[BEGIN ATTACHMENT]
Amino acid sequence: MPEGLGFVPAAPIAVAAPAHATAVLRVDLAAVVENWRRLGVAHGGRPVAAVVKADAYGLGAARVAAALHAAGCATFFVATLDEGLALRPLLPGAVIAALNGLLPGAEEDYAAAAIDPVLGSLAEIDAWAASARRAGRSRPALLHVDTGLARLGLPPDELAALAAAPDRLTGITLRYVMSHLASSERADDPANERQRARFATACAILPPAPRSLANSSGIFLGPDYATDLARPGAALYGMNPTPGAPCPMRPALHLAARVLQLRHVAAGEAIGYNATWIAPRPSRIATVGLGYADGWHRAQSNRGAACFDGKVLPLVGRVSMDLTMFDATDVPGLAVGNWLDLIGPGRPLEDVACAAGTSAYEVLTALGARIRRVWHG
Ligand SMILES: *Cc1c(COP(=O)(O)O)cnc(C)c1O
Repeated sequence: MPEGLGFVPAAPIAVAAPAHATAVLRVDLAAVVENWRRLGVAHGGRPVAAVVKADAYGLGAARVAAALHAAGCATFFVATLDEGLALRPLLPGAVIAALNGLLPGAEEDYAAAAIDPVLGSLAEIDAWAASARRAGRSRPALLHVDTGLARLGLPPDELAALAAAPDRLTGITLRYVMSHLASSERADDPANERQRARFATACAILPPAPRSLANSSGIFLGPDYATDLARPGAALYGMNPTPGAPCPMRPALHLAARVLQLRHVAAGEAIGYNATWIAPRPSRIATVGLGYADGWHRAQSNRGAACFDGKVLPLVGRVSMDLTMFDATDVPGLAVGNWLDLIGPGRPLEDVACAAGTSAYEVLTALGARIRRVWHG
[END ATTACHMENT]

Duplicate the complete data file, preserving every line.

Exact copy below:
Amino acid sequence: MPEGLGFVPAAPIAVAAPAHATAVLRVDLAAVVENWRRLGVAHGGRPVAAVVKADAYGLGAARVAAALHAAGCATFFVATLDEGLALRPLLPGAVIAALNGLLPGAEEDYAAAAIDPVLGSLAEIDAWAASARRAGRSRPALLHVDTGLARLGLPPDELAALAAAPDRLTGITLRYVMSHLASSERADDPANERQRARFATACAILPPAPRSLANSSGIFLGPDYATDLARPGAALYGMNPTPGAPCPMRPALHLAARVLQLRHVAAGEAIGYNATWIAPRPSRIATVGLGYADGWHRAQSNRGAACFDGKVLPLVGRVSMDLTMFDATDVPGLAVGNWLDLIGPGRPLEDVACAAGTSAYEVLTALGARIRRVWHG
Ligand SMILES: *Cc1c(COP(=O)(O)O)cnc(C)c1O
Repeated sequence: MPEGLGFVPAAPIAVAAPAHATAVLRVDLAAVVENWRRLGVAHGGRPVAAVVKADAYGLGAARVAAALHAAGCATFFVATLDEGLALRPLLPGAVIAALNGLLPGAEEDYAAAAIDPVLGSLAEIDAWAASARRAGRSRPALLHVDTGLARLGLPPDELAALAAAPDRLTGITLRYVMSHLASSERADDPANERQRARFATACAILPPAPRSLANSSGIFLGPDYATDLARPGAALYGMNPTPGAPCPMRPALHLAARVLQLRHVAAGEAIGYNATWIAPRPSRIATVGLGYADGWHRAQSNRGAACFDGKVLPLVGRVSMDLTMFDATDVPGLAVGNWLDLIGPGRPLEDVACAAGTSAYEVLTALGARIRRVWHG